Francesco Buscemi is Associate Professor at the Department of Mathematical Informatics of Nagoya University, Japan. His results solved some long-standing open problems in the foundations of quantum physics, using ideas from mathematical statistics and information theory. He established, in a series of single-authored papers, the theory of quantum statistical morphisms and quantum statistical comparison, generalizing to the noncommutative setting some fundamental results in mathematical statistics dating back to works of David Blackwell and Lucien Le Cam. In particular, Prof. Buscemi successfully applied his theory to construct the framework of “semiquantum nonlocal games,” which extend Bell tests and are now widely used in theory and experiments to certify, in a measurement device-independent way, the presence of non-classical correlations in space and time.

In such an occasion, it is impossible not to remember Professor Paul Busch, gentleman scientist, President of IQSA until his sudden death, of which I learned almost simultaneously with my award.

The “No-Hypersignaling Principle”

An important consequence of special relativity, in particular, of the constant and finite speed of light, is that space-like separated regions in spacetime cannot communicate. This fact is often referred to as the “no-signaling principle” in physics.

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However, even when signaling is in fact possible, there still are obvious constraints on how signaling can occur: for example, by sending one physical bit, no more than one bit of information can be communicated; by sending two physical bits, no more than two bits of information can be communicated; and so on. Such extra constraints, that by analogy we call “no-hypersignaling,” are not dictated by special relativity, but by the physical theory describing the system being transmitted. If the physical bit is described by classical theory, then the no-hypersignaling principle is true by definition. It is not so in quantum theory, where the validity of the no-hypersignaling principle becomes a non-trivial mathematical theorem relying on a recent result by Péter E. Frenkel and Mihály Weiner (whose proof, using the “supply-demand theorem” for bipartite graphs, is very interesting in itself).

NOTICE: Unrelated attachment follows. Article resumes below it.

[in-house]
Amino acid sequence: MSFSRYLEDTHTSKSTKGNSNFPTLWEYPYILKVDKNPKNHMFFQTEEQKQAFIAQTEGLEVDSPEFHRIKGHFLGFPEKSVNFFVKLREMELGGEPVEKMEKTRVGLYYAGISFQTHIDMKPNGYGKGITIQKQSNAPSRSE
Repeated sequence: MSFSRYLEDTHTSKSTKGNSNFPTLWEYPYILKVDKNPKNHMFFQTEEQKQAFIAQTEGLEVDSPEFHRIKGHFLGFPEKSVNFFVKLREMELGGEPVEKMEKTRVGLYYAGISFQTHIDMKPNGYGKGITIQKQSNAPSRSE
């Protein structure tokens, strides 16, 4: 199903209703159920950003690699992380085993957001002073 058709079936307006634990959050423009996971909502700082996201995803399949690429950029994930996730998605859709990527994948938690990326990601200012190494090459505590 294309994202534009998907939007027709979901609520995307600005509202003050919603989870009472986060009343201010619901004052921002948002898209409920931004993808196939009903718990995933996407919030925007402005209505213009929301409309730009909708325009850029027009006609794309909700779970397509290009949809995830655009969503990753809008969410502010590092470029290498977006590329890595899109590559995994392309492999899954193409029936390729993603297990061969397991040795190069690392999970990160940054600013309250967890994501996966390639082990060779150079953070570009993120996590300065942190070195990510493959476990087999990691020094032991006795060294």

As one may suspect, the no-hypersignaling principle does not hold in general: it is possible to construct artificial worlds in which the no-hypersignaling principle is violated. Such worlds are close relatives of the “box world,” a toy-model theory used to describe conceptual devices called Popescu-Rohrlich boxes. Exploring such alternative box worlds, one further discovers that the no-hypersignaling principle is logically independent of both the conventional no-signaling principle and the information causality principle, however related these two may seem to be with no-hypersignaling.

This means that the no-hypersignaling principle needs to be either assumed from the start, or derived from presently unknown physical principles analogous to the finite and constant speed of light behind Einstein’s no-signaling principle.

The paper was published on Physical Review Letters, but is also available free of charge on the arXiv.